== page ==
BRUSSELS — Secretary of State Rex Tillerson ratcheted up pressure on NATO allies Friday to increase their defense spending, despite pushback from Germany’s top diplomat over President Trump’s determination to make members of the Western military alliance boost their military budgets.
Addressing a meeting of NATO’s 28 foreign ministers, Tillerson said he wanted alliance leaders to agree at a May summit to come up with concrete plans by the end of the year to meet budget guidelines. Friday’s conference — hastily moved up after Tillerson initially announced he would skip it so he could attend meetings between Trump and China’s leader next week — was held amid concerns about the U.S. commitment to NATO following Trump’s calls to increase spending among other member nations.
“As President Trump has made clear, it is no longer sustainable for the U.S. to maintain a disproportionate share of NATO’s defense expenditures,” Tillerson told the foreign ministers. “Allies must increase defense spending.”
The effort met with resistance from German Foreign Minister Sigmar Gabriel, who said the push from Washington was unrealistic and based on a mistaken interpretation of the spending targets, which are not binding. Germany is NATO’s largest economy after the United States, but it lags far behind in its defense spending. Twisting Berlin’s arm to increase its military expenditures is key to Trump’s effort to shift more of the burden for Europe’s defense to Washington’s NATO partners.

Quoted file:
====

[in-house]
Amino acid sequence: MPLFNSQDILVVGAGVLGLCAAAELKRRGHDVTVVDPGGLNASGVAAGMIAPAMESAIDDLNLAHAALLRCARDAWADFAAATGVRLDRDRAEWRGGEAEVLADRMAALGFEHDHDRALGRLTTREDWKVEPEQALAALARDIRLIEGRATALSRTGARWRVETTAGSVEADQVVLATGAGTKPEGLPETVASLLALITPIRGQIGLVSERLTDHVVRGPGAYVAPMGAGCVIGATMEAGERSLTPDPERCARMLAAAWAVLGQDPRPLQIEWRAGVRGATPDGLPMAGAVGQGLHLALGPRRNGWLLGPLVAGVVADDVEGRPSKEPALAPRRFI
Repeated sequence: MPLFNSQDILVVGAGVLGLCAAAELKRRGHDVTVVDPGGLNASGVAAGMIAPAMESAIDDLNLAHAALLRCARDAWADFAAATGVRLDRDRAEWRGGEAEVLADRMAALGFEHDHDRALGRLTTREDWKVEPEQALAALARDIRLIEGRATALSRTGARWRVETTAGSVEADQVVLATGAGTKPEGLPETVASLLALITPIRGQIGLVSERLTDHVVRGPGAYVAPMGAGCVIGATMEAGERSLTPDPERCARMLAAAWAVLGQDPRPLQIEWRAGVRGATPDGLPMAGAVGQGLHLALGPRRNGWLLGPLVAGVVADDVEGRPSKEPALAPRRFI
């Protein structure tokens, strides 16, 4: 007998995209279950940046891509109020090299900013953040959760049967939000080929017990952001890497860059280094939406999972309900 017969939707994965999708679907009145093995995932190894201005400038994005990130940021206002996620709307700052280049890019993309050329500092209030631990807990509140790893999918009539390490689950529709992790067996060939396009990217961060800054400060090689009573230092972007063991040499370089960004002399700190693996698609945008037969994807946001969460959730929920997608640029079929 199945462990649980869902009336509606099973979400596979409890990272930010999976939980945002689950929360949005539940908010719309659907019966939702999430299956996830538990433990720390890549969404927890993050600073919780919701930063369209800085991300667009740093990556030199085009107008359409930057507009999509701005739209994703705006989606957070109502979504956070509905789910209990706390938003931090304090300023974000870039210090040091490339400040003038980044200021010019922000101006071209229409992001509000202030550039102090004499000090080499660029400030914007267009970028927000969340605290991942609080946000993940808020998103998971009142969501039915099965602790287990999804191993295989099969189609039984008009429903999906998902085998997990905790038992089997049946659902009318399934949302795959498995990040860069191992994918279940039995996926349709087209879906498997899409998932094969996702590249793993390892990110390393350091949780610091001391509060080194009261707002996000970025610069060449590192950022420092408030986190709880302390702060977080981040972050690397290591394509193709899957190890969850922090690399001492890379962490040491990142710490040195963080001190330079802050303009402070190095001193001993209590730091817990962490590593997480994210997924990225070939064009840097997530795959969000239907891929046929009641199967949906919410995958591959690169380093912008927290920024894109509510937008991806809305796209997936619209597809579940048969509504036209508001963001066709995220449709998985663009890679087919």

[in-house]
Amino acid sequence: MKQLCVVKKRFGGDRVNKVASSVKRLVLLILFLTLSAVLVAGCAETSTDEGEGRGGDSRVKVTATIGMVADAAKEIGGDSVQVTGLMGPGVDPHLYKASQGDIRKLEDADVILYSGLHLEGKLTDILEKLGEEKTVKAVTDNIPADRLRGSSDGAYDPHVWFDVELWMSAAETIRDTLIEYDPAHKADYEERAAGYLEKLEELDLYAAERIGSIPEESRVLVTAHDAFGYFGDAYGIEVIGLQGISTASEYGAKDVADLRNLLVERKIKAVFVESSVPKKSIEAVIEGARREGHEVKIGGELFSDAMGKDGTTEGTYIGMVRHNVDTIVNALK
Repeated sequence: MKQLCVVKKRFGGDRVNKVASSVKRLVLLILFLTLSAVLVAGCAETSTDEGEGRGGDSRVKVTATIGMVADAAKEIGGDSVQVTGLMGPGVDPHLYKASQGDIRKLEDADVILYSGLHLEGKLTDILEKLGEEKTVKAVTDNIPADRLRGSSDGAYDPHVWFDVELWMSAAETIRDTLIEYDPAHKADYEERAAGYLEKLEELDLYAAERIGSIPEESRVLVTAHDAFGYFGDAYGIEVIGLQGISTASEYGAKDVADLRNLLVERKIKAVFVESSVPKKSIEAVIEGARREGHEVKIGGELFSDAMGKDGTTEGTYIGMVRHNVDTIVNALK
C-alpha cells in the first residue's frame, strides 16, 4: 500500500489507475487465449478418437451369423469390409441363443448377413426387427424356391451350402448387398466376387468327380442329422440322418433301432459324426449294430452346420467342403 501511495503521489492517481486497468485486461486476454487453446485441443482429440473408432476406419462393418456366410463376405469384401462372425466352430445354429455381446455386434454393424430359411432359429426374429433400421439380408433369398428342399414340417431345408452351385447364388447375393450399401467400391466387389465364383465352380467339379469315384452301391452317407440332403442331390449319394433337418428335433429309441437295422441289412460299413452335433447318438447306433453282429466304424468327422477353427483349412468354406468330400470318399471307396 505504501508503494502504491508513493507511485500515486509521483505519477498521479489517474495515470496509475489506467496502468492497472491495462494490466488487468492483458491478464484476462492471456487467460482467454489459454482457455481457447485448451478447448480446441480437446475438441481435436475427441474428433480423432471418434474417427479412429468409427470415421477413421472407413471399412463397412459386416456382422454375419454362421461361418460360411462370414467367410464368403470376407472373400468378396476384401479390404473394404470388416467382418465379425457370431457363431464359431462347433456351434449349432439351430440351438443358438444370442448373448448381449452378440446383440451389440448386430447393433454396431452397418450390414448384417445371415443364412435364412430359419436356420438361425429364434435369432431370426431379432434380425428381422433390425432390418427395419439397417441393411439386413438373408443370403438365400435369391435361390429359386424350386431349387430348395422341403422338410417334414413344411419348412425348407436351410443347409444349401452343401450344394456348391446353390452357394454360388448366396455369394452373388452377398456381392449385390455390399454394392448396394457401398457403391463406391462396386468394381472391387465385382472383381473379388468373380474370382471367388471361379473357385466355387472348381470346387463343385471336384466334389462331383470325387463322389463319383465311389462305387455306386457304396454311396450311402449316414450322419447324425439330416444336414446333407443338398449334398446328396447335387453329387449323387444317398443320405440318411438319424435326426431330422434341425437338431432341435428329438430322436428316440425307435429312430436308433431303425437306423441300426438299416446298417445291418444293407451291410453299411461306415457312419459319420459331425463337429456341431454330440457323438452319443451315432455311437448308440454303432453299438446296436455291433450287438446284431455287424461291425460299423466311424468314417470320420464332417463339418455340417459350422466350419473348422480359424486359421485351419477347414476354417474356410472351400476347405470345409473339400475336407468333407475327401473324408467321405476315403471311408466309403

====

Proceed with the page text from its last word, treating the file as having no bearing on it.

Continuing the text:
“More money doesn’t mean more security,” said Gabriel, who is a member of Germany’s center-left Social Democratic Party and has long been skeptical of defense spending increases. He said that meeting NATO spending guidelines would require Germany to pour an additional $37 billion a year into its defense budget, which he said was “totally unrealistic.” NATO leaders have pledged to increase annual defense outlays to 2 percent of their gross domestic products by 2024, but those shares are targets rather than requirements.
After Trump met with German Chancellor Angela Merkel in mid-March, he wrote on Twitter that “Germany owes vast sums of money to NATO & the United States must be paid more for the powerful, and very expensive, defense it provides to Germany!”
That approach misstated the way NATO works, since allies contribute military capabilities rather than actual money to the alliance.
Tillerson’s trip built on an ongoing pattern from the Trump administration: The president says something at odds with U.S. policy or existing commitments, then leaves it to subordinates to reassure allies. Defense Secretary Jim Mattis and Vice President Pence engaged in the same exercise during February trips to Europe.
At the NATO summit on May 25, Trump will sit down with an array of allied leaders for the first time. Allies will see whether his personal message is consistent with the basic bargains worked out by U.S. officials ahead of time, or whether he will make different, tougher demands as leaders hammer out their positions.
The inconsistencies are not confined to the United States: Merkel and her center-right Christian Democratic Union allies, who rule in a coalition with Gabriel’s center-left party, have been more willing than Gabriel to entertain Trump’s requests. Defense increases are broadly unpopular in Germany ahead of September elections, and some of Gabriel’s aggressive push was for domestic electoral consumption. But he rejected out of hand Tillerson’s proposal that nations create spending plans with specific, year-by-year targets, setting up a potential showdown at the summit.